The investigation found that 14 victims were allegedly scammed out of a total of more than $5,000,000 by Eckstein. Many of the victims are senior citizens who trusted the defendant with their retirement savings.

The alleged victims are from Massapequa, Seaford, Smithtown, Melville, Staten Island, Brooklyn, Manhattan, Norwalk, CT, Jupiter, FL, and Redlands, CA, and met the defendant when they were his clients at a Garden City-based investment firm or were referred to him by friends or family.

The defendant started his own business, Sisk Investment Services, Inc. in 2015, which operated from his home. He allegedly used some of the stolen funds for the down payment on his Oyster Bay Cove home, which has a swimming pool and tennis court. The District Attorney has also filed a civil attachment on Eckstein’s residence.

New York State Comptroller Thomas P. DiNapoli said, “Mr. Eckstein betrayed the trust placed in him by his clients to fund his extravagant lifestyle. My office will continue to assist in the work of ensuring that this money is recovered. I thank Nassau County District Attorney Madeline Singas for her diligence in protecting New Yorkers from financial fraud.”
Assistant Director in Charge of the FBI’s New York Field Office William F. Sweeney Jr. said, “Exploiting the elderly by stealing their money is among the most incomprehensible of all financial crimes. As alleged, Eckstein did just that when he lured his victims in under false investment promises and refused to make good on the deals he made. In some cases, as charged, he’s even accused of misappropriating estate funds to benefit his own interests, setting aside his legal responsibility as executor to allocate assets in accordance with the wishes of the deceased. Today’s arrest may never make things better for those who were defrauded, but it will put an end to a series of crimes that went on for too long.”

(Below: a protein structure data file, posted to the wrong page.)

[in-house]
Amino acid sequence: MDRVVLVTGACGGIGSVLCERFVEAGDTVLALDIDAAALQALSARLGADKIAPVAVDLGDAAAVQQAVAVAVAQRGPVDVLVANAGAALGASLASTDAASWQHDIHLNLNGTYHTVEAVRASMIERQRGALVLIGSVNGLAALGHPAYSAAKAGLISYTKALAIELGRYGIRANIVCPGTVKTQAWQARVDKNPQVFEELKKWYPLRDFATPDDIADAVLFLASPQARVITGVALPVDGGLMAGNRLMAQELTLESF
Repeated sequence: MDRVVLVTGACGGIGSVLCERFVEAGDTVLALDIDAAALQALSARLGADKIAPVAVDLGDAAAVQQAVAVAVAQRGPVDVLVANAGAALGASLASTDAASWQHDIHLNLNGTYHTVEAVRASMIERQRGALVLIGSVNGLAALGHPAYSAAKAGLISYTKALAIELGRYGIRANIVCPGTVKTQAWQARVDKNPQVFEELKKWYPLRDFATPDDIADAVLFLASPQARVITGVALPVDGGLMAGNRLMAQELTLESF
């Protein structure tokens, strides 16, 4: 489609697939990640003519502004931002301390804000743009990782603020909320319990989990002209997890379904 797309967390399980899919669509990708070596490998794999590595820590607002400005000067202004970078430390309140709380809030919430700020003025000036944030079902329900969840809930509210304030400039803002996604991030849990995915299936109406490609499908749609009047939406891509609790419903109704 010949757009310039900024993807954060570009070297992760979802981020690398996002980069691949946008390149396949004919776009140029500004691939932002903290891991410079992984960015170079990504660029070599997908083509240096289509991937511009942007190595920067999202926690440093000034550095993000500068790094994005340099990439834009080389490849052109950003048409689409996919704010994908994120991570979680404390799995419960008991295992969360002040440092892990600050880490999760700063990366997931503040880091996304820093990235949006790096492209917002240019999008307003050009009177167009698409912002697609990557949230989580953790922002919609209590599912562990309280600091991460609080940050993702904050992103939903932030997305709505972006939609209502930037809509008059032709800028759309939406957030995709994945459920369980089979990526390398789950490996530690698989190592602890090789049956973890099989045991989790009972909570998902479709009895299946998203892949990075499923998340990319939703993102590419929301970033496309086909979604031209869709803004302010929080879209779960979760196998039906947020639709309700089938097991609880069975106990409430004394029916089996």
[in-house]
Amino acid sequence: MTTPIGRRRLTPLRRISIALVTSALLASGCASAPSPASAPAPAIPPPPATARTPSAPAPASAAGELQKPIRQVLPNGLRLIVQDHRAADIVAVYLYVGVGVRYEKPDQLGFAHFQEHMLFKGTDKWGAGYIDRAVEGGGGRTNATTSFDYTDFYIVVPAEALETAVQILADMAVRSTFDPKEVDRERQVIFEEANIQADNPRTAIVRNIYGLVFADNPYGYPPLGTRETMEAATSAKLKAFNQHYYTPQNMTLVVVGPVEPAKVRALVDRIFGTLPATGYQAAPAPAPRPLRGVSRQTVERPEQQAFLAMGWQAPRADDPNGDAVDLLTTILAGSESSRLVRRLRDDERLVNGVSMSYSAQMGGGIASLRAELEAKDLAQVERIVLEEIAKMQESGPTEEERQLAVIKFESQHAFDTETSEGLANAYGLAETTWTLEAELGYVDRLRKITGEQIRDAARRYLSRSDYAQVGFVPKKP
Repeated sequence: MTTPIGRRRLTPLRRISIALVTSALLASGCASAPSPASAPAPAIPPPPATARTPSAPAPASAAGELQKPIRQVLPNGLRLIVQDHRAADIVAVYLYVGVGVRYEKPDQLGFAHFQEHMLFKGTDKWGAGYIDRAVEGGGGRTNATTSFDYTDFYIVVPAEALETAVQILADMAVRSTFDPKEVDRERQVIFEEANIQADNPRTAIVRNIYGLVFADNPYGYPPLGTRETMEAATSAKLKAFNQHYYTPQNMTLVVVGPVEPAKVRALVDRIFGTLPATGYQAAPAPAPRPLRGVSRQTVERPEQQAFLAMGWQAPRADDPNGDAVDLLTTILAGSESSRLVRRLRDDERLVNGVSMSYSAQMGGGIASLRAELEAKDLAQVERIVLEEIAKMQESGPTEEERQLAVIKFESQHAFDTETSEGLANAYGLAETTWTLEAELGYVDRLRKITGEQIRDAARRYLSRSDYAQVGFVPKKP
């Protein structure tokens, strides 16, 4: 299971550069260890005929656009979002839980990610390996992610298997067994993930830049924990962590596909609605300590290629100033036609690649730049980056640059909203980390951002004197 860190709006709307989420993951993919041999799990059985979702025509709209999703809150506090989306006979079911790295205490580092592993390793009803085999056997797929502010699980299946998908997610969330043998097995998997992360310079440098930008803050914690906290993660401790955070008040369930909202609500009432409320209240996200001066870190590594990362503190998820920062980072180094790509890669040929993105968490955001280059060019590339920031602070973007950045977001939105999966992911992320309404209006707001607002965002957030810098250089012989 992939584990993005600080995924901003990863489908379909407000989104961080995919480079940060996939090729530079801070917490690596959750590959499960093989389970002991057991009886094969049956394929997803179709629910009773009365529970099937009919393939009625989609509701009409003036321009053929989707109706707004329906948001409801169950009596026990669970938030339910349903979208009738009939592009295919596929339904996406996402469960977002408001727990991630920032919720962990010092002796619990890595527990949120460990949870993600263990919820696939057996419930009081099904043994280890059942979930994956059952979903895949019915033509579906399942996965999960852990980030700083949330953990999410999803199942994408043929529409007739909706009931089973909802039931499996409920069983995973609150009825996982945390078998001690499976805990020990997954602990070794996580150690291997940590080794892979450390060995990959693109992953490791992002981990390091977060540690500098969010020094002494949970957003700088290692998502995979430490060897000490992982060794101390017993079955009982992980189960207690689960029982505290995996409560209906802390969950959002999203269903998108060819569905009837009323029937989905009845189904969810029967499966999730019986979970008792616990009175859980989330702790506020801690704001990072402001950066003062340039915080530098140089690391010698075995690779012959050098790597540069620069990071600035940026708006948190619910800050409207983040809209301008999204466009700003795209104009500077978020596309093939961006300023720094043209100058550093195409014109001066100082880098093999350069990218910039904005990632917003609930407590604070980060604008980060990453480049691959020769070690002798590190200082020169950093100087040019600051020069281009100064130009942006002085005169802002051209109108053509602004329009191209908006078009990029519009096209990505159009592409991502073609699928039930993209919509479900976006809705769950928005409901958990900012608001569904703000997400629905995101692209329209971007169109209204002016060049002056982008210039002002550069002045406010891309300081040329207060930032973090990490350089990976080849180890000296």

United States Postal Inspector in Charge Peter R. Rendina said, “Mr. Eckstein allegedly used his business acumen to devise a scheme to defraud his clients of their hard-earned investments, and for some their retirement savings. In his pursuit to enrich his own lifestyle, he underestimated the resolve of Postal Inspectors and their law enforcement partners to bring those to justice whose greed overshadows honest business practices.”
The NCDA investigation began with a referral from the Securities Exchange Commission in November 2017. The investigation is ongoing and anyone who believes that they were defrauded by Matthew Eckstein, or any investment professional, is encouraged to contact the Nassau County DA’s Financial Crimes Bureau at 516- 571-2149.

Senior Assistant District Attorney Betty Rodriguez of DA Singas’ Financial Crimes Bureau is prosecuting this case. The defendant is represented by Dennis Lemke, Esq. The Nassau County District Attorney’s Civil Forfeiture Bureau is also assisting in this case.
The charges are merely accusations and the defendant is presumed innocent until and unless found guilty.